Knitting |Miscellaneous Musing by Judy @ 4:18 PM
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Lest there is any doubt left in anyone’s head, I’m a process knitter. Just like all knitters, I love to shop at my local yarn shops and feel all of the wonderful fibers and dream about knitting with them. But the finished objects I create are much less important to me than the simple act of making loops with a couple of sticks in new and interesting ways. Having to make two of anything is anathema to me – which is why I knit socks two at a time, and why I ended up knitting 12 teeny little socks all at once.

I’m a process knitter. I don’t at all mind frogging something out if I don’t like how it looks. I like having finished objects to wear and use. But it’s the act of getting there that’s important to me. It is the journey, not the goal.

I am a process knitter. I often use a single-crochet bind-off on my toe-up socks. It’s stretchy and easy to do. But sometimes I don’t have a crochet hook with me. Reasoning that there are only so many ways that loops can be made, and whether the loops are made with sticks or hooks is rather immaterial in some cases, I spent 20 minutes the other day figuring out how to do a knitted “crochet” bind-off. It looks identical to the actually crocheted version. For me, it’s even stretchier because my crochet can sometimes be tight. I’m calling it the “non-crocheted” bind-off. I may use it on the pattern I’m doing for Tangle. Or not.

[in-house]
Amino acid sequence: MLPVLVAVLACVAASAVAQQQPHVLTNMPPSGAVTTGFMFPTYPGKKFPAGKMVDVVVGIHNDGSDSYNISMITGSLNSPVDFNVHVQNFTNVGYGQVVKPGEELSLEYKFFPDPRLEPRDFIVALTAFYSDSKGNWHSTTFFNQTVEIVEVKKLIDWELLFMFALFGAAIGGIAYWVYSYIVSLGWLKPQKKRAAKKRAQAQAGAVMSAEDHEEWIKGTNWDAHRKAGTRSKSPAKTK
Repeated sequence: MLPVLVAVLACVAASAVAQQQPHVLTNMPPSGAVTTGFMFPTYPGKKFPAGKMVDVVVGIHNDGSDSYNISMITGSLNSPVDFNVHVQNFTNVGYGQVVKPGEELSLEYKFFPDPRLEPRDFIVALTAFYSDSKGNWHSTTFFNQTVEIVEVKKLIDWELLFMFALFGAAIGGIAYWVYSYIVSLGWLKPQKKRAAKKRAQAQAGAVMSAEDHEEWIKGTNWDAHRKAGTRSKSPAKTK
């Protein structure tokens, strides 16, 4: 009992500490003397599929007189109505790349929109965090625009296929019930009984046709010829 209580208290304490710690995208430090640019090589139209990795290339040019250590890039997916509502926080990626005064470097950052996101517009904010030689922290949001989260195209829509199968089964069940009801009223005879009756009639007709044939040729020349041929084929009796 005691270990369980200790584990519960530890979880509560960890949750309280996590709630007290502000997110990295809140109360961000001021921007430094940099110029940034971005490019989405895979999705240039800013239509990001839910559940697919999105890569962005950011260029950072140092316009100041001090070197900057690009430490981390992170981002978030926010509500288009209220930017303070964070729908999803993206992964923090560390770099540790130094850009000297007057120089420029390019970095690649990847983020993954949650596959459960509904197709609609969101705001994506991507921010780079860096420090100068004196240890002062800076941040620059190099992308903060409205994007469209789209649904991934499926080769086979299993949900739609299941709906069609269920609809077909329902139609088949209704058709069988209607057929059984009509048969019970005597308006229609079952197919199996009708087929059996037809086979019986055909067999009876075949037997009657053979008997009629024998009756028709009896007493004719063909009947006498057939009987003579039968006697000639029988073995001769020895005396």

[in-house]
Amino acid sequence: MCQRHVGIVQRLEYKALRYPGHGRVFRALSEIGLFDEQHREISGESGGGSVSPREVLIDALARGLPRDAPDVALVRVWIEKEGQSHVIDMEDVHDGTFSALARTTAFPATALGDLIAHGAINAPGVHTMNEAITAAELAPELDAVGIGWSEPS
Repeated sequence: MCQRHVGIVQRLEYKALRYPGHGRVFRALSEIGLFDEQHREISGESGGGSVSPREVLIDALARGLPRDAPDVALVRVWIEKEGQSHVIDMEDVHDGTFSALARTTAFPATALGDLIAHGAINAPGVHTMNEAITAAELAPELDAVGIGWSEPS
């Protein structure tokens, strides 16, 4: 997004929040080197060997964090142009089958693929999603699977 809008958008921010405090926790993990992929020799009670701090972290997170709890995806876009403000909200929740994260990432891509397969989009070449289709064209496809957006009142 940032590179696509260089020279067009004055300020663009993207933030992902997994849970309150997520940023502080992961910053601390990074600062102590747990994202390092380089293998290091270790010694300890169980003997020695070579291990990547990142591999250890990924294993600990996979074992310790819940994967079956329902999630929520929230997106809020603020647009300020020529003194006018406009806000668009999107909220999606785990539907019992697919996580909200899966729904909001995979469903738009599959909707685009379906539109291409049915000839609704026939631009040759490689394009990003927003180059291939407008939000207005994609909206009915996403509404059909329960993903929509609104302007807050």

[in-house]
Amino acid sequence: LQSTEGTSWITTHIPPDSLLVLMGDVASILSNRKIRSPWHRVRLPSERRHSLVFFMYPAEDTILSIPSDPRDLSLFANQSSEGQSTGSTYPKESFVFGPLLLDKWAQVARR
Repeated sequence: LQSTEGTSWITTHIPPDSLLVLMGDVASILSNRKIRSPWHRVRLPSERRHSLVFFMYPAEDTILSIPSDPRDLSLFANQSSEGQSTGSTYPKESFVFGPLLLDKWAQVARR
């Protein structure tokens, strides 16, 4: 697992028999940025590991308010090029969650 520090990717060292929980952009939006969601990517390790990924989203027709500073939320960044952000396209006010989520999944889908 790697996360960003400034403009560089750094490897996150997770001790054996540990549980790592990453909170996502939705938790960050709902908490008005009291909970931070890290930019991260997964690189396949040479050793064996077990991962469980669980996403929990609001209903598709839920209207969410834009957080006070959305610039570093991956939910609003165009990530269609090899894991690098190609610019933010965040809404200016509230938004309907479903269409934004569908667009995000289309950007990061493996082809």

Today I mentioned to a non-knitting friend who has watched me knit a myriad of socks that I was going to design a sock pattern. What’s a sock pattern? He asked. Casting around for a way to explain it in terms that he would get, this is what I came up with: Alice at Tangle gave me her business requirements [would you be interested in doing a pattern] and I responded with a feasibility study and a functional spec with options [showing him my test swatch with lots of different possible stitch patterns]. The preferred option has been agreed upon, and now I need to write a technical spec so that other knitters can create the finished product. The “sock pattern” is the tech spec.

Oh, he said, I get it!

This weekend I spent some of my spare time working on materials for the toe-up sock class. I knit a color-coded sample sock, and started getting together some hand-outs on figuring out how many stitches to increase for gussets, yadda yadda. I’m going to teach the how to fit your foot with no pattern and any size of yarn method of sock knitting, and that does require some simple math. I’m knitting the sample in chunky yarn on big needles. I meant for it to be just big enough to show the different sock parts, but the darn thing actually fits my foot. I guess my non-pattern is firmly ingrained. 🙄



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